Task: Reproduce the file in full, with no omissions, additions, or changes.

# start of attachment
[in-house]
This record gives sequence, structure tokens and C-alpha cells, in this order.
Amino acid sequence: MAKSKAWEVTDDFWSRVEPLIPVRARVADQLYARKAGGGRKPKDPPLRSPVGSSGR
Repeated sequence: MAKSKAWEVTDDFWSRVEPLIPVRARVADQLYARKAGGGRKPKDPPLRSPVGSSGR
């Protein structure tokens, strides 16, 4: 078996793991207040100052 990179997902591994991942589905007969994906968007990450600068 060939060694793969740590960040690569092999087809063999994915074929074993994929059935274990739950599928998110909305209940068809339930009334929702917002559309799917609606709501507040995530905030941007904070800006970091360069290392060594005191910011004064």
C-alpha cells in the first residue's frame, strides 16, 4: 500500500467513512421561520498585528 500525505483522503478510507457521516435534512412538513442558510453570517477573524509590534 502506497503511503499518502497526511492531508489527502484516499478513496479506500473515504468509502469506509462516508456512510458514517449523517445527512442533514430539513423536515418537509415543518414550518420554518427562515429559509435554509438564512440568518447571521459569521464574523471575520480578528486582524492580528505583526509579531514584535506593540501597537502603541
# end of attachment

[in-house]
This record gives sequence, structure tokens and C-alpha cells, in this order.
Amino acid sequence: MAKSKAWEVTDDFWSRVEPLIPVRARVADQLYARKAGGGRKPKDPPLRSPVGSSGR
Repeated sequence: MAKSKAWEVTDDFWSRVEPLIPVRARVADQLYARKAGGGRKPKDPPLRSPVGSSGR
């Protein structure tokens, strides 16, 4: 078996793991207040100052 990179997902591994991942589905007969994906968007990450600068 060939060694793969740590960040690569092999087809063999994915074929074993994929059935274990739950599928998110909305209940068809339930009334929702917002559309799917609606709501507040995530905030941007904070800006970091360069290392060594005191910011004064």
C-alpha cells in the first residue's frame, strides 16, 4: 500500500467513512421561520498585528 500525505483522503478510507457521516435534512412538513442558510453570517477573524509590534 502506497503511503499518502497526511492531508489527502484516499478513496479506500473515504468509502469506509462516508456512510458514517449523517445527512442533514430539513423536515418537509415543518414550518420554518427562515429559509435554509438564512440568518447571521459569521464574523471575520480578528486582524492580528505583526509579531514584535506593540501597537502603541